Banks’ Real Estate Exposure and Resilience


Simon Kwan

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FRBSF Economic Letter 2019-10 | April 1, 2019

Real estate has hit record high prices and elevated valuations in some markets. Do bank lenders have sufficient capital to withstand a large price drop? While their portfolios have a similar concentration in real estate as they did before the global financial crisis, both underwriting standards and capitalization have improved significantly since then. Estimates using the Federal Reserve’s stress test scenarios suggest that, although a few small banks would be undercapitalized, the banking sector overall appears resilient enough to weather a steep decline in real estate prices.

Almost all depository institutions lend in the residential or commercial real estate markets and thus are exposed to declines in real estate prices. This exposure, combined with current house prices surpassing their pre-crisis peak and commercial real estate prices reaching record high levels, raises some questions about how much risk banks currently face from these markets.

This Economic Letter examines the capital adequacy of banks to weather a large decline in real estate prices. Since the Federal Reserve evaluates this risk for the largest banking institutions, I use a loss rate similar to that used in the Fed’s stress tests to evaluate smaller bank real estate portfolios. My estimates suggest that only a small fraction of banks would be undercapitalized as a result of the hypothetical real estate loan losses in their loan portfolios.

Concentration of real estate in bank portfolios

With the current high prices, a number of real estate valuation indicators have signaled growing risk or “frothiness” in certain market segments. For example, the capitalization rates—the ratios of operating income relative to the sale price of commercial properties—have reached historical lows for multifamily residential and industrial commercial real estate. In the residential real estate market, the price-to-rent ratios in Los Angeles, Miami, and Denver are 10 to 20% above their long-run trends, compared with 4% at the national level (Brainard 2018). Regardless of potential real estate risk, the most recent bank supervisory stress tests found that the 35 largest banking organizations—representing about 80% of the banking industry—are strongly capitalized and would be able to lend to households and businesses under the most severe hypothetical scenario (Federal Reserve Board 2018a).

The thousands of smaller banks not included in the supervisory stress tests are mostly community banks that serve businesses and residents in local banking markets. They tend to have a higher portfolio concentration in real estate lending, and their loan portfolios are also less geographically diversified (FDIC 2012). Since these banks are more likely to serve local borrowers who have limited alternative financing options, the banks’ own vulnerability could create a negative feedback loop that substantially tightens credit availability in some communities (Berger and Udell 2002).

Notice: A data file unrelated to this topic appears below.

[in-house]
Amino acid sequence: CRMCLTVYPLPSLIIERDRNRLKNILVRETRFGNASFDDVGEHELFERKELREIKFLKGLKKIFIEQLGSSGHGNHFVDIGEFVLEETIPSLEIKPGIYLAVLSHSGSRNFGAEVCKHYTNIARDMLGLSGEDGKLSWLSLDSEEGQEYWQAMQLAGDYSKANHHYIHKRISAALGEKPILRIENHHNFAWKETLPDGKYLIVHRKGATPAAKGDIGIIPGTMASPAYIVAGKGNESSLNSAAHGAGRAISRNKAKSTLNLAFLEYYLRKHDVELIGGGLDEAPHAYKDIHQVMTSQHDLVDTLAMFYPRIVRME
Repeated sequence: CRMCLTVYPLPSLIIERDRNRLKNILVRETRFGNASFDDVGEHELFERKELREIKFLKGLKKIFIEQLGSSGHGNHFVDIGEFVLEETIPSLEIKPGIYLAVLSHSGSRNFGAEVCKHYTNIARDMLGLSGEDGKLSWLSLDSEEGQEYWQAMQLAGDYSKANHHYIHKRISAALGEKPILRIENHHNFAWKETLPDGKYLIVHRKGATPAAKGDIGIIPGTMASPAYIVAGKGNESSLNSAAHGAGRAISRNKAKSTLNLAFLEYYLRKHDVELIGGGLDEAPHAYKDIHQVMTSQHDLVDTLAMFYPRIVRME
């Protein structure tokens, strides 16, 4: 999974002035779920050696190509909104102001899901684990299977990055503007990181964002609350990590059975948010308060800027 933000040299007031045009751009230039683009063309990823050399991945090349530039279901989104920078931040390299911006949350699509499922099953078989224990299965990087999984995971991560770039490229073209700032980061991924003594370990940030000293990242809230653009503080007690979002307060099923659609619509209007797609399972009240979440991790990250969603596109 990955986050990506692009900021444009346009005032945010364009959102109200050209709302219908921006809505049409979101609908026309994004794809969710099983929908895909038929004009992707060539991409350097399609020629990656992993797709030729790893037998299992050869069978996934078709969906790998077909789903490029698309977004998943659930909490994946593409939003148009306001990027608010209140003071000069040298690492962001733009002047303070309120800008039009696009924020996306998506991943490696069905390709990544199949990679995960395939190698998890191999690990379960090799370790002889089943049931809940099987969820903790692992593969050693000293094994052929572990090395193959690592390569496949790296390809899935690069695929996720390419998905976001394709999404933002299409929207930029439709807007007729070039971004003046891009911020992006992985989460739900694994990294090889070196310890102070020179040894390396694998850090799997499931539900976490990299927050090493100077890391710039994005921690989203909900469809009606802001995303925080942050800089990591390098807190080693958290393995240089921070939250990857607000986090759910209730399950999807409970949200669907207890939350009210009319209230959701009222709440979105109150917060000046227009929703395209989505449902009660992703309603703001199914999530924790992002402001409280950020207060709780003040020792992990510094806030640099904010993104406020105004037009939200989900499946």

History shows that the failure of a large number of smaller depository institutions over a short period of time, like the Savings and Loan crisis in the 1980s, can be disruptive to the overall financial sector and economy. Furthermore, the large number of bank failures in the late 1980s and early 1990s was in part triggered by the collapse in commercial real estate prices (Wheelock 2007), and the 2008-09 global financial crisis followed the bursting of the housing bubble.

Figure 1 shows that bank portfolio concentration in real estate in 2017 looked broadly similar to its status at the onset of the global financial crisis in 2007. The figure measures how much bank lending was concentrated in real estate across more than 5,000 U.S. banks; the 50th percentile means that half of the banks have higher concentrations and half have lower concentrations. The first two bars show that the ratio of real estate lending to total assets rose from 33% to 37% for the 25th percentile, from 46% to 51% for the 50th percentile, and from 59% to 62% for the 75th percentile.

Figure 1
Ratios of real estate loans to assets in 2007 and 2017

Breaking total real estate lending into residential and commercial components provides similar pictures, with commercial concentrations falling slightly while residential concentrations rose slightly. 

While real estate loan concentration today looks similar to its status at the onset of the global financial crisis, banks have tightened their loan underwriting standards a great deal since then, as shown by the Federal Reserve Senior Loan Officers Opinion Surveys conducted after the crisis (Federal Reserve Board 2018b). Nevertheless, if real estate prices drop abruptly, do banks have sufficient capital to withstand it?


The banking industry is much better capitalized today than in 2007. The biggest improvement in capitalization is among the largest banks, whose capital has more than doubled over the past 10 years. While the buildup of bank capital since the financial crisis is most evident among large banking organizations, all banking organizations are subject to new and improved capital standards that emphasize not only the quantity but also the quality of bank capital. This improvement followed the enactment of the Dodd-Frank Wall Street Reform and Consumer Protection Act in 2010 and U.S. banking regulators’ adoption of the Basel Committee on Banking Supervision’s new capital standards (Basel III).

Regarding quantity, the new capital standard increased the level of capital requirements to ensure that banks are sufficiently resilient to withstand losses in times of stress. It raised the minimum common equity from 2% to 4.5% of risk-weighted assets. In addition, banks are required to hold a capital conservation buffer comprising common equity of 2.5% of risk-weighted assets. If a bank’s common equity falls into the buffer range, its discretionary capital distributions will be constrained to preserve capital.

Regarding quality, the new capital standard places a greater focus on going-concern, loss-absorbing capital in the form of Common Equity Tier 1 (CET1) capital. It raised the composition of high quality CET1 capital in meeting the total capital requirements under the new standard.

Estimated effects of real estate loan losses on bank capital

In general, a decline in real estate prices raises real estate loan delinquency, which is eventually written down as loan losses. Despite that typical transmission mechanism, different banks are exposed to different types of real estate lending in different parts of the country. A borrower’s decision to default depends not only on the value of the underlying collateral but also other factors including cash flow, option values, and stigma.